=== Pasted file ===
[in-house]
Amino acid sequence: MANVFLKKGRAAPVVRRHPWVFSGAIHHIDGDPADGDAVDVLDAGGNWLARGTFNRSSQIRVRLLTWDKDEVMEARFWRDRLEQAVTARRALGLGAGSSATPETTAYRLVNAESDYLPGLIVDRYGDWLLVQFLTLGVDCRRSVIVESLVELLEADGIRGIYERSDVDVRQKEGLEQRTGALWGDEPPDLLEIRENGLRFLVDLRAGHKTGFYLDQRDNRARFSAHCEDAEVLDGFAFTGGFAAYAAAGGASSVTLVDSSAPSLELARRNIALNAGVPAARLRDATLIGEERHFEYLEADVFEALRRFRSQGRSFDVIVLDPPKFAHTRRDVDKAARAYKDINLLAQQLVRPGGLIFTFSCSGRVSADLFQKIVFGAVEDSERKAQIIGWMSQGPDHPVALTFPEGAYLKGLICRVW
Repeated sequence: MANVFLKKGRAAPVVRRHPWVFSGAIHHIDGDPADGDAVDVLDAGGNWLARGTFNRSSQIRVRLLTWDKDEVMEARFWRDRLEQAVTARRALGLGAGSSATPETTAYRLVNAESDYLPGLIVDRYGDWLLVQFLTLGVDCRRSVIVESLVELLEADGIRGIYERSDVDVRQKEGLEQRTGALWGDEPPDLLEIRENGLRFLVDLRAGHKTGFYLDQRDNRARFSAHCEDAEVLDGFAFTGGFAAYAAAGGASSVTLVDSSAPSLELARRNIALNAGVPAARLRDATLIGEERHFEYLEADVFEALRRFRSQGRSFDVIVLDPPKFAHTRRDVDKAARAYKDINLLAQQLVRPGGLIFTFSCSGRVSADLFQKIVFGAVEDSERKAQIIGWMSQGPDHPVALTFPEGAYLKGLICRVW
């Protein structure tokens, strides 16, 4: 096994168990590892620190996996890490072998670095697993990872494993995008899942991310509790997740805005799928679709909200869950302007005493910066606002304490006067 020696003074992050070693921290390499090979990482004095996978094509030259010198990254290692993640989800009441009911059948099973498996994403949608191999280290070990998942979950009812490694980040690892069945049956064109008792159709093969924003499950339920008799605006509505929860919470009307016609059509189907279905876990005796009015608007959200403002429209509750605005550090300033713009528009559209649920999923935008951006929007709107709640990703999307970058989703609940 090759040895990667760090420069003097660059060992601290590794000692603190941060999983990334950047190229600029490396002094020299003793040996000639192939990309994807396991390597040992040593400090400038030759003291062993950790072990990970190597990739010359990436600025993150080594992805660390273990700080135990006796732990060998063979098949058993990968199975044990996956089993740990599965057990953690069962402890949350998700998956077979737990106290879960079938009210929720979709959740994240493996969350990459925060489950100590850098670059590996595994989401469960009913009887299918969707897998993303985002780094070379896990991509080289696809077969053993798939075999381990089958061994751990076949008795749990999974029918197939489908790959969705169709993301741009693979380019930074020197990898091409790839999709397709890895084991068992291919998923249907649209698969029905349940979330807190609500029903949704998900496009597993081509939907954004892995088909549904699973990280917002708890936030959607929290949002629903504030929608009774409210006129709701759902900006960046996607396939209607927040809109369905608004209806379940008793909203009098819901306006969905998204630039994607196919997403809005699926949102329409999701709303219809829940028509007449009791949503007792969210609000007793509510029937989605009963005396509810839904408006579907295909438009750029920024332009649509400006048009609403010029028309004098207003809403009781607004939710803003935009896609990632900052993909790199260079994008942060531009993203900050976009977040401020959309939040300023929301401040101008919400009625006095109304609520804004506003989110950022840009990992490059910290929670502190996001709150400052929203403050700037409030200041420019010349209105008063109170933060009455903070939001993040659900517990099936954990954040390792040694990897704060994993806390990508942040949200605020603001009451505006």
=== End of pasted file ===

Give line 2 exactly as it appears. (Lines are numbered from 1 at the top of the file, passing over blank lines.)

Amino acid sequence: MANVFLKKGRAAPVVRRHPWVFSGAIHHIDGDPADGDAVDVLDAGGNWLARGTFNRSSQIRVRLLTWDKDEVMEARFWRDRLEQAVTARRALGLGAGSSATPETTAYRLVNAESDYLPGLIVDRYGDWLLVQFLTLGVDCRRSVIVESLVELLEADGIRGIYERSDVDVRQKEGLEQRTGALWGDEPPDLLEIRENGLRFLVDLRAGHKTGFYLDQRDNRARFSAHCEDAEVLDGFAFTGGFAAYAAAGGASSVTLVDSSAPSLELARRNIALNAGVPAARLRDATLIGEERHFEYLEADVFEALRRFRSQGRSFDVIVLDPPKFAHTRRDVDKAARAYKDINLLAQQLVRPGGLIFTFSCSGRVSADLFQKIVFGAVEDSERKAQIIGWMSQGPDHPVALTFPEGAYLKGLICRVW